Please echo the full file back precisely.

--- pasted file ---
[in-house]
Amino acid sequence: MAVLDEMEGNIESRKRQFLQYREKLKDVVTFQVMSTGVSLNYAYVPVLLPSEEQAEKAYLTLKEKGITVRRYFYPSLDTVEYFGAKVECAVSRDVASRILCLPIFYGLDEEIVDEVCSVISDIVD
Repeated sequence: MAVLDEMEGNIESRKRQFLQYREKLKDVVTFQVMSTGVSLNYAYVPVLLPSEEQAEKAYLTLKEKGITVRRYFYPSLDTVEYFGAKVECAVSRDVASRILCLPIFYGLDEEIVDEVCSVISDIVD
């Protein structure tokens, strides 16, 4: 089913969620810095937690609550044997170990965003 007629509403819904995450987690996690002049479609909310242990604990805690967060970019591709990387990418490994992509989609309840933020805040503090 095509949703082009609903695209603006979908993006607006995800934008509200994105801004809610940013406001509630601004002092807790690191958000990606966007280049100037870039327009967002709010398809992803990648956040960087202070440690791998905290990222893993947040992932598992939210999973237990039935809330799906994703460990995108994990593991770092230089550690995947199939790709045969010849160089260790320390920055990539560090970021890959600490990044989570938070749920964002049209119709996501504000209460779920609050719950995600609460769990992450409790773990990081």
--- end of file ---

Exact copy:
[in-house]
Amino acid sequence: MAVLDEMEGNIESRKRQFLQYREKLKDVVTFQVMSTGVSLNYAYVPVLLPSEEQAEKAYLTLKEKGITVRRYFYPSLDTVEYFGAKVECAVSRDVASRILCLPIFYGLDEEIVDEVCSVISDIVD
Repeated sequence: MAVLDEMEGNIESRKRQFLQYREKLKDVVTFQVMSTGVSLNYAYVPVLLPSEEQAEKAYLTLKEKGITVRRYFYPSLDTVEYFGAKVECAVSRDVASRILCLPIFYGLDEEIVDEVCSVISDIVD
């Protein structure tokens, strides 16, 4: 089913969620810095937690609550044997170990965003 007629509403819904995450987690996690002049479609909310242990604990805690967060970019591709990387990418490994992509989609309840933020805040503090 095509949703082009609903695209603006979908993006607006995800934008509200994105801004809610940013406001509630601004002092807790690191958000990606966007280049100037870039327009967002709010398809992803990648956040960087202070440690791998905290990222893993947040992932598992939210999973237990039935809330799906994703460990995108994990593991770092230089550690995947199939790709045969010849160089260790320390920055990539560090970021890959600490990044989570938070749920964002049209119709996501504000209460779920609050719950995600609460769990992450409790773990990081």